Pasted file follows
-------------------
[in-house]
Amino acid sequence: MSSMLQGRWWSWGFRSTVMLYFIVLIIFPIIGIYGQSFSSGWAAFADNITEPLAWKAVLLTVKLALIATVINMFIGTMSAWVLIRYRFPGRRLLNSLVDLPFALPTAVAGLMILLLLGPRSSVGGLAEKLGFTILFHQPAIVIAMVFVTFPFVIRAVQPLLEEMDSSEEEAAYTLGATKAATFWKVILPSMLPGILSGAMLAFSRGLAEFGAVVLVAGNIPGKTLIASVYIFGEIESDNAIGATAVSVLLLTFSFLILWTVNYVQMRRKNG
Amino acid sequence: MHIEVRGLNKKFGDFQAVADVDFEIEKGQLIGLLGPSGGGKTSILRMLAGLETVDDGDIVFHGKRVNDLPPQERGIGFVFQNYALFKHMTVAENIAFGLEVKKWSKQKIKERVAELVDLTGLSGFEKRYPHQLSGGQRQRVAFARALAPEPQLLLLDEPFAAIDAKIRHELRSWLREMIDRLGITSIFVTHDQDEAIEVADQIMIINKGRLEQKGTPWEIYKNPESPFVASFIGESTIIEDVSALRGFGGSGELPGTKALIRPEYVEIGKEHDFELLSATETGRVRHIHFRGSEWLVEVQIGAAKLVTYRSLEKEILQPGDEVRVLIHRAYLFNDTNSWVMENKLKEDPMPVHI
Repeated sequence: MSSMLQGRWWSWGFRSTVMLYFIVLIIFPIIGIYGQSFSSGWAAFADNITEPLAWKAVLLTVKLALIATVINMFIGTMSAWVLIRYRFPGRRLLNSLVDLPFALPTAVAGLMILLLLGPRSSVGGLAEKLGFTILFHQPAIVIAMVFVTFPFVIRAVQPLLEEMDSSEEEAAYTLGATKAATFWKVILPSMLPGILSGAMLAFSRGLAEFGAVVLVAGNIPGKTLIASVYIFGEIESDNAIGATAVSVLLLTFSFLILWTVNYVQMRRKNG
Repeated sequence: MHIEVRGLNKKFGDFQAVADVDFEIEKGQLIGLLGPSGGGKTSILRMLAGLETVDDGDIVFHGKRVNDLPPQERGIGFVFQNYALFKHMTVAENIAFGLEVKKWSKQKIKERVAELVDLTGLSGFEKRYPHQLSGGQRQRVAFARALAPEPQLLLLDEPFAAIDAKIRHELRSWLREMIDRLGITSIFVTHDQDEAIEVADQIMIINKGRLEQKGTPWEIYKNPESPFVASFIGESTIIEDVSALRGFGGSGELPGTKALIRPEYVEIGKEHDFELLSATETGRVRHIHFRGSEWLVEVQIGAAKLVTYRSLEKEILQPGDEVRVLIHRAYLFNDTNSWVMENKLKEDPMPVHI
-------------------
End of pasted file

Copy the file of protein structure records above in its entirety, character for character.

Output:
[in-house]
Amino acid sequence: MSSMLQGRWWSWGFRSTVMLYFIVLIIFPIIGIYGQSFSSGWAAFADNITEPLAWKAVLLTVKLALIATVINMFIGTMSAWVLIRYRFPGRRLLNSLVDLPFALPTAVAGLMILLLLGPRSSVGGLAEKLGFTILFHQPAIVIAMVFVTFPFVIRAVQPLLEEMDSSEEEAAYTLGATKAATFWKVILPSMLPGILSGAMLAFSRGLAEFGAVVLVAGNIPGKTLIASVYIFGEIESDNAIGATAVSVLLLTFSFLILWTVNYVQMRRKNG
Amino acid sequence: MHIEVRGLNKKFGDFQAVADVDFEIEKGQLIGLLGPSGGGKTSILRMLAGLETVDDGDIVFHGKRVNDLPPQERGIGFVFQNYALFKHMTVAENIAFGLEVKKWSKQKIKERVAELVDLTGLSGFEKRYPHQLSGGQRQRVAFARALAPEPQLLLLDEPFAAIDAKIRHELRSWLREMIDRLGITSIFVTHDQDEAIEVADQIMIINKGRLEQKGTPWEIYKNPESPFVASFIGESTIIEDVSALRGFGGSGELPGTKALIRPEYVEIGKEHDFELLSATETGRVRHIHFRGSEWLVEVQIGAAKLVTYRSLEKEILQPGDEVRVLIHRAYLFNDTNSWVMENKLKEDPMPVHI
Repeated sequence: MSSMLQGRWWSWGFRSTVMLYFIVLIIFPIIGIYGQSFSSGWAAFADNITEPLAWKAVLLTVKLALIATVINMFIGTMSAWVLIRYRFPGRRLLNSLVDLPFALPTAVAGLMILLLLGPRSSVGGLAEKLGFTILFHQPAIVIAMVFVTFPFVIRAVQPLLEEMDSSEEEAAYTLGATKAATFWKVILPSMLPGILSGAMLAFSRGLAEFGAVVLVAGNIPGKTLIASVYIFGEIESDNAIGATAVSVLLLTFSFLILWTVNYVQMRRKNG
Repeated sequence: MHIEVRGLNKKFGDFQAVADVDFEIEKGQLIGLLGPSGGGKTSILRMLAGLETVDDGDIVFHGKRVNDLPPQERGIGFVFQNYALFKHMTVAENIAFGLEVKKWSKQKIKERVAELVDLTGLSGFEKRYPHQLSGGQRQRVAFARALAPEPQLLLLDEPFAAIDAKIRHELRSWLREMIDRLGITSIFVTHDQDEAIEVADQIMIINKGRLEQKGTPWEIYKNPESPFVASFIGESTIIEDVSALRGFGGSGELPGTKALIRPEYVEIGKEHDFELLSATETGRVRHIHFRGSEWLVEVQIGAAKLVTYRSLEKEILQPGDEVRVLIHRAYLFNDTNSWVMENKLKEDPMPVHI